Hiding in Plain Sight481 views
In daily excursions and activities that do not involve writing, I still find being queer and “hidden” somehow manageable. For me, given my family’s background and our somewhat diverging interests, I can even claim to enjoy the privilege of “hiding in plain sight.” It’s really not that difficult at all! Really, all I’ve had to do was do everything without covering up for it… or at least without seeming to. Talk about parental trust – or is it parental denial?
At first, there was all my “tom-boyish” attitudes and clothing. My parents rationalized that Barbie and her entourage never appealed to me, claiming that I preferred puzzles and Lego. However, when it came to seeing me play with action figures, I guess they just turned a blind eye. This was accompanied by the continuous crushes I had over older women who happened to be mostly my teachers. I remember quite distinctly a time when I found myself sobbing out of sympathy for a teacher whom I was crushing on, and there was no damn private space I could do that without anyone noticing. I couldn’t keep it hidden, and the interrogation was initiated by my mother. I was already feeling confused, guilty and a bit ashamed to be crying about something I didn’t even know about! I didn’t want to lie to my mother, but I also couldn’t bare the idea of revealing my secret to her. But in the end, I had to yield. She wouldn’t let me talk to my friend on the phone unless I told her what it was all about. So I did, and her response was: “You shouldn’t be that influenced by her.” And I thought: “Hah! What an epiphany! Thank you for guiding me and telling me what not to feel! That was the answer to all the questions I’d been wondering about! Now I can rest.” But of course, my verbal response was: “I know… I know…” And then the day continued as if nothing had happened. After all, it turned out to be nothing at all, didn’t it?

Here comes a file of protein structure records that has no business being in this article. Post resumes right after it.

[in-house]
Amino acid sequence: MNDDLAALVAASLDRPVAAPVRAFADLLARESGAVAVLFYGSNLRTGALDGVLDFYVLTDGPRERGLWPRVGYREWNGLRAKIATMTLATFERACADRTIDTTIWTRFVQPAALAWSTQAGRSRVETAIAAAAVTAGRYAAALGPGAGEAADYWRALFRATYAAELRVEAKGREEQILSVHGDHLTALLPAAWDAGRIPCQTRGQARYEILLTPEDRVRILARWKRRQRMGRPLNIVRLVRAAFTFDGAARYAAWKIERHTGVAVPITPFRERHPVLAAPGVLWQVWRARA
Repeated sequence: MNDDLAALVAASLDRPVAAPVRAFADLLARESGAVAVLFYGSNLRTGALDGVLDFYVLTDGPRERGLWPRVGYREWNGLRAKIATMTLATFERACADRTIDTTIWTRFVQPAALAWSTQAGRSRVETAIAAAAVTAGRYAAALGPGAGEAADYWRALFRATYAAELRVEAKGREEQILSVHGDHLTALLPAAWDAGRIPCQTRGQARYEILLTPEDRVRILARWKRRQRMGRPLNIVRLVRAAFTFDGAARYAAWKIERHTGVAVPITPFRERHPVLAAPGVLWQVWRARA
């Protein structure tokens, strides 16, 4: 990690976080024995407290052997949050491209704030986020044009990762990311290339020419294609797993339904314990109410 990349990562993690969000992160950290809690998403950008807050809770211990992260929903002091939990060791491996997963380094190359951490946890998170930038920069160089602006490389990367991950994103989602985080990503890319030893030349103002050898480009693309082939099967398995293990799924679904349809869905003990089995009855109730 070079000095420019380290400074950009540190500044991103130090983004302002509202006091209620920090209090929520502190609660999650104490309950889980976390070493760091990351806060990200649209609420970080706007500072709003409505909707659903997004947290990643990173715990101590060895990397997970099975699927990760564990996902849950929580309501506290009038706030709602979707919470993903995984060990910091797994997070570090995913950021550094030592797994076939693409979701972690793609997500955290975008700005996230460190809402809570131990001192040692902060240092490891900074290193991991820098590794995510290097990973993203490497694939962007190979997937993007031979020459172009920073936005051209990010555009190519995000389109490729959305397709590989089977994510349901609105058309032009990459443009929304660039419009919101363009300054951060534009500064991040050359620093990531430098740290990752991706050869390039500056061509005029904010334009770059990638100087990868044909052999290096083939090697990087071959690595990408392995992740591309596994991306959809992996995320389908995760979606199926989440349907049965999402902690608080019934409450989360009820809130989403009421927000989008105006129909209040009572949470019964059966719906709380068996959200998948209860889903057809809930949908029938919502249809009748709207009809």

A few years later, I bought tapes by t.A.T.u. Apparently, my parents hadn’t caught up with the hustle and bustle of the Russian duo of two teenage girls who sang for and claimed to be lesbians. I think I remember even playing those tapes in the family car! Of course, at that time, the older women crushes continued. I even developed an obsession with a female singer and made it my business to collect every photograph of her, every snippet of an interview, every tune she hummed, not to mention sung. My parents definitely knew about this obsession of mine, but I guess they thought it would be just a phase. They even indulged me a couple of times by taking me to the venue where she was signing her new albums.
Then, upon entering university, I developed a passion for queer literature. I spent hours and days on-end surfing the Internet for any free piece of literature written by or about lesbians until at last I discovered “Fingersmith” by Sarah Waters and was keen on getting it no matter what the cost was. The book was not available in Lebanese bookstores and so I asked for it to be ordered. I won’t even begin to describe the book or what it did to me, but what I can say is that I downloaded the movie and bought everything else ever written by Sarah Waters (including her PhD manuscript).
The books are now aligned on the nightstand next to my bed. I leave them there quite exposed, and I feel a continuous sense of wonder at the lack of curiosity displayed by my parents, as well as my sister, about what these books are about. None of them have even so much as bothered as to lift a book and read the back cover! And at that, I don’t know whether to feel relief or grief. On the one hand, it does spare me the trouble of hiding and affords me the privilege of “hiding in plain sight” instead. But on the other hand, it represents a kind of resignation on my family’s behalf, a conviction in our distinct and somehow irreconcilable interests and tastes. And so, not only does it show indifference, but it also reflects disinterest in actually getting to know a bit about my likings and thus, a bit about me…